Republican vice presidential nominee Paul Ryan, who was bringing along his 78-year-old mother for an appearance before the AARP's convention in New Orleans, reassured attendees that he and Romney care about senior citizens.
"Mitt Romney and I share your concerns," Ryan said in remarks prepared for delivery provided by the campaign in advance. "And we respect you enough to level with you. We respect all the people of this country enough to talk about the clear choices we face on Medicare, Social Security, the economy, and the kind of country our children will inherit."
Ryan argued that Obama's health care law has weakened Medicare, the popular federal entitlement program for seniors, and said the Republican ticket would give seniors more choice in their health care coverage if elected.
Americans 50 and over -- the age that qualifies for AARP membership -- are an especially important demographic for the candidates to persuade because they register in greater numbers those who are younger and are almost twice as likely to cast their ballot. An Associated Press-GfK poll that was released this week found Romney was favored by seniors likely to vote, 52 percent to 41 percent for Obama.
Obama planned to appear before Ryan live via satellite from Woodbridge, Va., where he was holding a rally Friday. He also tried to win seniors by beginning an ad Friday in Colorado, Florida and Iowa that argued Romney and Ryan would turn Medicare into a voucher program that could raise seniors' health costs by up to $6,400 a year.
Independent groups have said that a House Republican budget proposal led by Ryan could lead to higher costs for older Americans. But exactly how much is far from clear. The ad relies on the Center on Budget and Policy Priorities, a liberal-leaning think tank, for the figure it cites.
Ryan said his plan would create competition among private insurance providers and bring down costs. "Our idea is to force insurance companies to compete against each other to better serve seniors, with more help for the poor and the sick -- and less help for the wealthy," Ryan said.
Obama's campaign tried to keep the focus on Romney's closed door remarks by releasing an online video that argued "Romney thinks more than half of senior citizens `don't `care for their lives."'
It played portions of the remarks that Romney delivered to donors while being secretly recorded in which he said nearly half of voters support Obama who pay no federal income tax, are dependent on government and believe they are victims. "My job is is not to worry about those people. I'll never convince them they should take personal responsibility and care for their lives," Romney said in the recording, made in May and published this week on the Mother Jones website.
Senior citizens receiving Medicare make up about 15 percent of those getting federal benefits; about 22 percent of those not paying income tax are seniors who get tax breaks that offset their income.
Obama's campaign video quoted seniors criticizing the remarks. "It offends me," one man says. "It puts me in that group. We have paid into Social Security all our working life and we therefore are getting what we invested in."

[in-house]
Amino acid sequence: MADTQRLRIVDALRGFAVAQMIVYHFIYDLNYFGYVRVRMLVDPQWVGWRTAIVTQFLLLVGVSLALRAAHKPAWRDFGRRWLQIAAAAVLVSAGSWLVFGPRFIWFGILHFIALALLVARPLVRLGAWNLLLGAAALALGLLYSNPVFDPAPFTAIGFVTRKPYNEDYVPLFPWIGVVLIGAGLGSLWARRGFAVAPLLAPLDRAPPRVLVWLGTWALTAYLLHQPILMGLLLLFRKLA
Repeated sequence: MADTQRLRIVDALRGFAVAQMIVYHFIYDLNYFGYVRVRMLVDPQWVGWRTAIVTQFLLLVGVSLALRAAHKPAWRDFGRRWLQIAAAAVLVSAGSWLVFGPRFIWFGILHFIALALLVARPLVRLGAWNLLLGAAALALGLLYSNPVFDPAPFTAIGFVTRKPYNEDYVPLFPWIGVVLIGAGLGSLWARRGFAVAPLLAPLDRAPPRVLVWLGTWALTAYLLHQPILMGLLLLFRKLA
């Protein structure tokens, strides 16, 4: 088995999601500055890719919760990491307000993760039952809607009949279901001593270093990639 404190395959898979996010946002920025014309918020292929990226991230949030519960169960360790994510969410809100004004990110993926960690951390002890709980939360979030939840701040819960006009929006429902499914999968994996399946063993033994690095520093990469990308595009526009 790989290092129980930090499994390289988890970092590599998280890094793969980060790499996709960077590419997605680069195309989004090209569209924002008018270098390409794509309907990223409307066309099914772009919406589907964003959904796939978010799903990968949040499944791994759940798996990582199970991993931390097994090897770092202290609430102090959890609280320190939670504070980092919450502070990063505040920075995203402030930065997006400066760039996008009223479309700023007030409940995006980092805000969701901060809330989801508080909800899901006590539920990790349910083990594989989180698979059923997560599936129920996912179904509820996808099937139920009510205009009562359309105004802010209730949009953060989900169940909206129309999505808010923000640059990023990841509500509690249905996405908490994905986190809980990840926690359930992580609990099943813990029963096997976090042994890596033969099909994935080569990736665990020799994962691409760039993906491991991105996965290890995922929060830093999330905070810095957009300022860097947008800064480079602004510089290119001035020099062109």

Romney was holding a campaign rally Friday in Nevada, where he was expected to continue pressing Obama on his comment that "you can't change Washington from the inside."
"I can change Washington," Romney said Thursday. "I will change Washington. We'll get the job done from the inside. Republicans and Democrats will come together."
The president's campaign countered quickly by noting that Romney said exactly that in 2007, when he was running for the 2008 Republican nomination: "I don't think you change Washington from the inside. I think you change it from the outside."
Polling shows Obama with a slight lead nationally, as well as in many of the eight or so battleground states that will decide the election. That includes Virginia, where Democrats with access to internal polling say Obama is up 3 or 4 percentage points over Romney in Virginia, a slimmer margin than in some recent public polling.
Obama has also pulled ahead of Romney in cash on hand, a key measure of a campaign's financial strength. The Democrat has more than $88 million to spend in the campaign's final weeks, while Romney has just over $50 million at his disposal.
Romney is facing criticism from some in his own party that he's spending too much time raising money and not enough time talking to voters in the eight or so battleground states that will decide the election. In response, his campaign added a Sunday rally in Colorado to his schedule and announced a three-day Ohio bus tour that kicks off Monday.
At the same time, his wife, Ann, said GOP critics should lay off. "Stop it. This is hard. You want to try it? Get in the ring," she said Thursday evening in an interview with Radio Iowa.
"This is hard, and you know, it's an important thing that we're doing right now, and it's an important election," she said. "And it is time for all Americans to realize how significant this election is and how lucky we are to have someone with Mitt's qualifications and experience and know-how to be able to have the opportunity to run this country."